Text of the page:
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Jason Dzubow on Political Asylum

Asylum Seekers as Law Breakers

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I recently litigated an Eritrean asylum case where my client traveled
through various countries to reach the United States.  He passed
through each country illegally--sometimes with a false South African
passport; other times, he just crossed the borders without inspection. 
From the beginning to the end of his journey, smugglers assisted him
(for a price--the average cost for such a trip is around $15,000.00).  My
client did not ask for asylum in any of the countries he passed
through, even though he remained in some countries for several months
and even though such countries (theoretically at least) offer asylum to
refugees.



Asylum seekers or asylum sneakers?



From my client's perspective, he was fleeing an extremely repressive
regime, and he dreamed of starting a new life in the U.S., where he
would be safe and enjoy freedom.  (It's said that in art, imitation is
the highest form of flattery; I'd say that in international affairs,
immigration is the highest form of flattery).


The Immigration Judge was not pleased with my client's illegal
journey or with his failure to seek asylum in any country along the
route, and he had some strong words for the client at the end of the
hearing.  While I don't agree with all that the Judge had to say, I
think his words are important, and I wanted to share them here:


First, the Judge told my client that asylum exists to help people who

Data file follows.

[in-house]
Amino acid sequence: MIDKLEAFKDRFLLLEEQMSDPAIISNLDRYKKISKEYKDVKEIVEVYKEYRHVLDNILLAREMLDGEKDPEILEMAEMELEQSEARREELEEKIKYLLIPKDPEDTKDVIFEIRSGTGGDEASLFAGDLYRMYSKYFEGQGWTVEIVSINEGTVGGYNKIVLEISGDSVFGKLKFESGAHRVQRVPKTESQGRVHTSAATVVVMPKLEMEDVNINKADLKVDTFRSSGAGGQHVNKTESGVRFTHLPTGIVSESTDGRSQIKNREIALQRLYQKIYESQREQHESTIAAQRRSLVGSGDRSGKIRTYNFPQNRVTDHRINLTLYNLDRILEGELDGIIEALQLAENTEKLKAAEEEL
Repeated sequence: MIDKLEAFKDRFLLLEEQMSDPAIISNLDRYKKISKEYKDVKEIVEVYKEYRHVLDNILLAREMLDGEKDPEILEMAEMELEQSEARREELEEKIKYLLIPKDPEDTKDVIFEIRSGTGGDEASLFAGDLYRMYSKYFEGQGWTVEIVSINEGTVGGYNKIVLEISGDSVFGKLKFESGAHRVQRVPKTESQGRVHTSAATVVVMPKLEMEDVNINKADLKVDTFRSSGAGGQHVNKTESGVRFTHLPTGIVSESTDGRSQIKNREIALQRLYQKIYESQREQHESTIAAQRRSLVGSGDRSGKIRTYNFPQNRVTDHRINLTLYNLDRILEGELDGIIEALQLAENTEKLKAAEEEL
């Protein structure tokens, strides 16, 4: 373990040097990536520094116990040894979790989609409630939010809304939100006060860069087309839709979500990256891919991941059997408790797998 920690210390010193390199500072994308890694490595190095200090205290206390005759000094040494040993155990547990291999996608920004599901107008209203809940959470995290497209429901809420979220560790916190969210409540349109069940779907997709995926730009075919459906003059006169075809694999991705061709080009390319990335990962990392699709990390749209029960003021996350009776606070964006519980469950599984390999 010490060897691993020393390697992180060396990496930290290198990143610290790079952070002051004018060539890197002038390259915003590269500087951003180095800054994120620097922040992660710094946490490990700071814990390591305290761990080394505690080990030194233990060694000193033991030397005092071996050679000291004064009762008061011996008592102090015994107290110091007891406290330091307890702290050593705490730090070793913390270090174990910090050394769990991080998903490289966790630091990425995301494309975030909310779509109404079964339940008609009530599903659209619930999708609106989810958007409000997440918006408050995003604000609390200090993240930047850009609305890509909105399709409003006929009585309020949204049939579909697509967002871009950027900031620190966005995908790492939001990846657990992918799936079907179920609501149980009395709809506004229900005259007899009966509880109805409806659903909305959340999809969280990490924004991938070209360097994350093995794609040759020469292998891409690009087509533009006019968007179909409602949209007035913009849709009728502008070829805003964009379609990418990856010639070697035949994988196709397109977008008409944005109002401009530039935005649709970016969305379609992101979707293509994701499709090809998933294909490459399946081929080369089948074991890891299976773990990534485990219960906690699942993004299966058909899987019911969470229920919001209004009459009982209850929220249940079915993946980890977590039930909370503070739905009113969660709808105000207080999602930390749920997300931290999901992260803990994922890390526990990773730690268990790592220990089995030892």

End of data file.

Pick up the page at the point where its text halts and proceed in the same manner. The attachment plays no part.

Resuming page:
are fleeing persecution.  It is not an alternative for those without a
better immigration option.  When a person flees her country, she should
seek asylum in the first country of safety; she should not shop around
for the country where she would prefer to live.  To use asylum as an
alternative to immigration is an abuse of the system, and takes
advantage of our country's generosity.  If enough people abuse the
system, we might change the law to make asylum more restrictive.


Second, smuggling is a criminal activity and when an asylum seeker
pays a smuggler, he is complicit in that activity; he is not an innocent
bystander.  Each smuggled person pays thousands of dollars to
smugglers.  Collectively, this is big--and illegal--business.  It violates
the sovereignty of nations and possibly supports a network that might
be used for more nefarious purposes, like facilitating the transport of
terrorists, criminals, and drugs.


Third, each asylum seeker who enters the U.S. in the manner of my
client makes it more difficult for legitimate asylum seekers who follow
him.  As more people enter the U.S. this way, a reaction becomes more
likely.  Maybe the law will be changed to deny asylum claims where the
applicant passed through other countries without seeking asylum.  Maybe
other restrictions will be put into place.  In any case, if there are
new restrictions, legitimate refugees will suffer.


Finally, the Judge warned my client against encouraging his fellow
countrymen by his example.  He noted that such encouragement might
violate criminal and immigration laws, and this could cause problems for
my client.  It could also be dangerous for any future asylum seekers,
as people have been harmed and killed on the journey to the U.S.


I think the Judge said all this to try, in a small way, to stem the
flow of asylum seekers across the Southern border.  I am not sure
whether his words will have any effect, but I believe they are worth
hearing.  And while his points are legitimate and important, there are
convincing (to me at least) counterpoints to each.  But I will leave
those for another time. 


Under the current asylum law, illegal travel through various
countries is a discretionary factor, but without more, it is generally
not a basis for denying an asylum claim.  Despite his concerns, the IJ
granted my client's application (and DHS did not appeal).  How many more
people will follow him and receive asylum in the United States remains
to be seen.


Originally posted on the Asylumist: www.Asylumist.com.

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